Alan Joyce is leader of what is arguably the most recognised brand in Australia and he was adamant the most important relationships in a company are between the CEO and the chairman and the CEO and the board.

Speaking with Conexus Financial CEO Colin Tate as part of the Redefining Leadership Series presented in partnership with MLC Wealth, Joyce said you should “treat your board as the best set of advisers”.

“A lot of CEOs go out and get management consultants in when you sometimes have sitting around the table the best management consultants you could ever tap into,” he said.

“Having a really good former CEO as a chair is phenomenally positive because they have a delineation between what the board should do and what management should do… a board is at a strategic level giving management the right path to go forward and if you leverage that you have a very powerful outcome.”


He also stressed good leaders shouldn’t micro manage.

“As leaders you can’t go down and manage every single issue; if you do, you’re not doing your job. I believe you should be operating as leaders at 35,000 feet, you’re seeing the whole environment… We encourage our people to think big.”

Qantas has been hit hard by the Covid crisis with the company losing $11 billion of its $18 billion in revenue but Joyce warned against getting into “analysis paralysis” which could result in no decisions being made.

“The worst thing would be to have done nothing,” he said.

“We had no data as to where people were going to travel when borders opened up so we started 32 new domestic routes. Of those 32 new routes all but one has generated positive cash flow.”

But for Joyce, leadership in business goes hand in glove with social and community leadership, particularly for a flagship company like Qantas. He cited the company’s support for marriage equality as an example.

“Qantas has always been at the forefront of being very active socially we were one of the first companies to have a reconciliation action plan, we were sponsoring Mardi Gras in the eighties so it was part of our DNA to have a social dimension to what we were doing,” he said.

“And there is certainly a business case,” he said. “Deloitte had done a piece of work here in Australia that if you’re part of the LGBTI community, if you’re disabled or [you’re from] the indigenous community, you’re three to four times more likely to pick a brand they think supports or represents them.”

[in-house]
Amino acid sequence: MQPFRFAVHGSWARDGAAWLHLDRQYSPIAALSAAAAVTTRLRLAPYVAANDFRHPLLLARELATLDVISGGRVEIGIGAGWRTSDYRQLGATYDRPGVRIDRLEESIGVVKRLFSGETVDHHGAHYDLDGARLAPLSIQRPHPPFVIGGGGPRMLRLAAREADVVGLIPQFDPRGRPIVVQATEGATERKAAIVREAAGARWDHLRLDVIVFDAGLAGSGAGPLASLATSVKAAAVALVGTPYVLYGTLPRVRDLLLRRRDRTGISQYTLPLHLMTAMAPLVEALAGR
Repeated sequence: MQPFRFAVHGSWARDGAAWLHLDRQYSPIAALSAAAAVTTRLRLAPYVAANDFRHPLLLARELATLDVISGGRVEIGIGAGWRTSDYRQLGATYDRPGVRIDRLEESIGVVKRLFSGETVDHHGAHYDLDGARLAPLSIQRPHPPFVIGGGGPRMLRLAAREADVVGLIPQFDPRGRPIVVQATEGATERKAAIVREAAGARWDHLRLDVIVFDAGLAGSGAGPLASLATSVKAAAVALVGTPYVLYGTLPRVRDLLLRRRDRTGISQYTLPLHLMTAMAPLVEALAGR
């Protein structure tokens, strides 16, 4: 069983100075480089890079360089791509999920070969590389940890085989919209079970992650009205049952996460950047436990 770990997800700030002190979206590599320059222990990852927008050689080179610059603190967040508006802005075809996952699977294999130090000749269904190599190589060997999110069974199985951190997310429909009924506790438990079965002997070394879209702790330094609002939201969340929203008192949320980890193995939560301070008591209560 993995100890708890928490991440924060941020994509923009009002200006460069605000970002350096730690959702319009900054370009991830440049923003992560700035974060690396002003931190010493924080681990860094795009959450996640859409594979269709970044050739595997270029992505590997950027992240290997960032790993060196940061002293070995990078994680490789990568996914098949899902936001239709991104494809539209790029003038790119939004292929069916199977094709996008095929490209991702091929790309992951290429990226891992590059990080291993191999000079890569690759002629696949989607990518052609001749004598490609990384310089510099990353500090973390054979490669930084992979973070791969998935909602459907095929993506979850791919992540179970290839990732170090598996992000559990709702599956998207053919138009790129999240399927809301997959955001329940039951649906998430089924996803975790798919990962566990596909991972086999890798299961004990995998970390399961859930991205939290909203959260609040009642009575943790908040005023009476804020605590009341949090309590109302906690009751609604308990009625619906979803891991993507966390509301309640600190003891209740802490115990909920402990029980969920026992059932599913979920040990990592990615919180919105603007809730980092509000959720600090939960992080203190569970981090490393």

On the future of aviation he quoted what one of his predecessors called “constant shock syndrome”, meaning that whatever happened world-wide would have some impact on the aviation industry.

“You hope for the best and plan for the worst,” he said.

He believed international travel wouldn’t get back to pre-covid levels until 2024.

“But the way the world’s economy’s going, you know, we could have the roaring 20s, there is a possibility we could have a pent-up demand surge once Covid’s under control like we’ve had domestically,” he said.

“We have our 380s which are the bulk of our international capacity in the desert and we’ve put them in long term storage and the plan is not to activate them until December 2023. But if [the situation] is a lot better than we expect it’ll take three to six months to activate the first aircraft.”

On a more personal level, Joyce outlined the importance the role his mother and father had on his ability to lead while growing up in working-class Ireland.

“They taught me the power of education. I was literally the first in my family to get through secondary education… my father taught me the power of hard work, dedication and his work ethic was the best I’ve ever seen,” he said.

“My mother was only four foot five but she was the one who would never let anyone bully anyone out there. That insistence that bullies never win we picked up from her.”

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